“Politicians know what they have to do, but must beware the ‘gilets jaunes’,” writes Philip Stephens in a comment for the Financial Times. He says the austerity response to the global financial crisis is at the root of the “populist movements that have destabilised Europe’s ancien regimes”, with “left-behinds rather than the bankers [bearing] the brunt of austerity”. He continues that when it comes to cutting carbon emissions: “The same group – low earners living in provincial towns and villages – are first in the line of fire.” He concludes by saying that a “large swath of voters look at green policies through the same prism as Trump” and by asking “whether the liberals leading the decarbonisation charge are ready to finance the big income transfers needed to make it politically sustainable”.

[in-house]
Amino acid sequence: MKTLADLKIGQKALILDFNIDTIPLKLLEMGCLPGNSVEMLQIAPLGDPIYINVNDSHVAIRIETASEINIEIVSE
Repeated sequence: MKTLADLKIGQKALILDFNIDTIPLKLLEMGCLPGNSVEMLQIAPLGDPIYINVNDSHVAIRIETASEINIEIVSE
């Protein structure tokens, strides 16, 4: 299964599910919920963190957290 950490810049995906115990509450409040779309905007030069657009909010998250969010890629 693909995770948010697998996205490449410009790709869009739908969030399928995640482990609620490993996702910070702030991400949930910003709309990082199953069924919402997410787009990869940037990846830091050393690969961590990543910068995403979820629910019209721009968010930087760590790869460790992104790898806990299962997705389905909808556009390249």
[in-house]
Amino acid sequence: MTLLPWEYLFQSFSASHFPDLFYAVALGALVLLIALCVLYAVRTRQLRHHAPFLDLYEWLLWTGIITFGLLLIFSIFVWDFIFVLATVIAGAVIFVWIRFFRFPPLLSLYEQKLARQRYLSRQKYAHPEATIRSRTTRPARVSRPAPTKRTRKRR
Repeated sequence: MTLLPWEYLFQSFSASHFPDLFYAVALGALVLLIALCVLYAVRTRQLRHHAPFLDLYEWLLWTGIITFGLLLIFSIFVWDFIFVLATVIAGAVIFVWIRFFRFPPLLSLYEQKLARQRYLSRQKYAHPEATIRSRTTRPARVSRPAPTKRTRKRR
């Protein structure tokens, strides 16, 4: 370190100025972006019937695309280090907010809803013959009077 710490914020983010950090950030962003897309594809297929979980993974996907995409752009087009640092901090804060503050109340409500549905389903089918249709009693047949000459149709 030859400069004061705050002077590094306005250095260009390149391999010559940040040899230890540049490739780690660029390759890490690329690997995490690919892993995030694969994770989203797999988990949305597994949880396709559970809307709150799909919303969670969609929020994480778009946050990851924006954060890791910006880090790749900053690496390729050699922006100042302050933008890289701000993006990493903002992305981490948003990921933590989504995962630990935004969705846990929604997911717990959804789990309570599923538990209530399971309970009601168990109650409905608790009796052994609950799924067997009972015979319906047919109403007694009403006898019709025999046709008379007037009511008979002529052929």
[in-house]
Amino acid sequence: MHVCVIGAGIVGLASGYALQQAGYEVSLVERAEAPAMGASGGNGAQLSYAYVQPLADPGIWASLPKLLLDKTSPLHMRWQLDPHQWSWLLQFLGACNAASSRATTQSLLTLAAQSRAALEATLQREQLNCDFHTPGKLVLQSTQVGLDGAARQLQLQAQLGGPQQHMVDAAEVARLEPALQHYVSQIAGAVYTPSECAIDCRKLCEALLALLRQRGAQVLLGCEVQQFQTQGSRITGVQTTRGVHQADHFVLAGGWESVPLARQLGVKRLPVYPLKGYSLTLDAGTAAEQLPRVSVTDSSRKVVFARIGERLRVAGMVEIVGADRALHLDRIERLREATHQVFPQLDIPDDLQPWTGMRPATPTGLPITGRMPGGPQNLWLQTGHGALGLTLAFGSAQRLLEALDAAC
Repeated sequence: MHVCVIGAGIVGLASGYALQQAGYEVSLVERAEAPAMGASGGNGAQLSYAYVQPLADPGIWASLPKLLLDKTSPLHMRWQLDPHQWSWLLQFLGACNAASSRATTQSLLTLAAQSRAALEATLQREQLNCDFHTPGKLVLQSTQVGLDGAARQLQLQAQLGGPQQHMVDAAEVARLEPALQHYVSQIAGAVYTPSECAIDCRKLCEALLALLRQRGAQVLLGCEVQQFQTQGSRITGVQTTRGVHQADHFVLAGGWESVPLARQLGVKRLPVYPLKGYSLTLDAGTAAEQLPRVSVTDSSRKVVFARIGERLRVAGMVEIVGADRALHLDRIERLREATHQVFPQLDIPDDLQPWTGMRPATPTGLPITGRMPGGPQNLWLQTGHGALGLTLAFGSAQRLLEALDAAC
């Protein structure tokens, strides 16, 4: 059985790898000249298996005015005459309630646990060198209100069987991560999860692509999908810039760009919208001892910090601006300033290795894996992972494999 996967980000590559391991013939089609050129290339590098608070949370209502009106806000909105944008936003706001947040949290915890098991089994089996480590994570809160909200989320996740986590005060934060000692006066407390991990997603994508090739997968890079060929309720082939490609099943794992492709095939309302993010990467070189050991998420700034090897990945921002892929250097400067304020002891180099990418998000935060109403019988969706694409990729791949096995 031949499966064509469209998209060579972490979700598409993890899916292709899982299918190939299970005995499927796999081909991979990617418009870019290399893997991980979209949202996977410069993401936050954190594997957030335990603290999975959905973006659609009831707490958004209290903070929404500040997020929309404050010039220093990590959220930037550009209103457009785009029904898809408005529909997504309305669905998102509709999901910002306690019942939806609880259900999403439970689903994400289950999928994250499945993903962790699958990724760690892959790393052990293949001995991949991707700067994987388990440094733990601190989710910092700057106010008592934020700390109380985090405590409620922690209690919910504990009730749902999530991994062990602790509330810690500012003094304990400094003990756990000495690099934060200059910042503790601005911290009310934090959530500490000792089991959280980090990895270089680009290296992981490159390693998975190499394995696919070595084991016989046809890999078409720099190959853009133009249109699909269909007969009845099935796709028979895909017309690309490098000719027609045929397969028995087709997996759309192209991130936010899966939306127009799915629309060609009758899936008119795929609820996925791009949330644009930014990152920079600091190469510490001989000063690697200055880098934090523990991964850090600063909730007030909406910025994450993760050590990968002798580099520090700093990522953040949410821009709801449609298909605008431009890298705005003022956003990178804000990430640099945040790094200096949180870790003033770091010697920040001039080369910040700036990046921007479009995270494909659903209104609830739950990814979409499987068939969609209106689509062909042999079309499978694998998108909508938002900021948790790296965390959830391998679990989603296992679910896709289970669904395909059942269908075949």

The WEF in Davos has “this year been dominated by climate change”, says an editorial in the Daily Telegraph. It notes how US president Donald Trump described activist Greta Thunberg and her followers as “false prophets of doom” and adds: “He may or may not be right, but he is like Canute seeking to turn back the tide.” The editorial continues: “The anti-carbon forces are now unstoppable whether or not Mr Trump trusts the science.” However, the paper also says it is “disappointing” to see “world leaders lined up to make apocalyptic predictions of imminent disaster without focusing on practical measures to bring about a low or zero-carbon future”. It adds: “The very people who will be making the business and investment decisions to meet the various environmental targets should stop the talking and concentrate on the realities of fulfilling this policy.”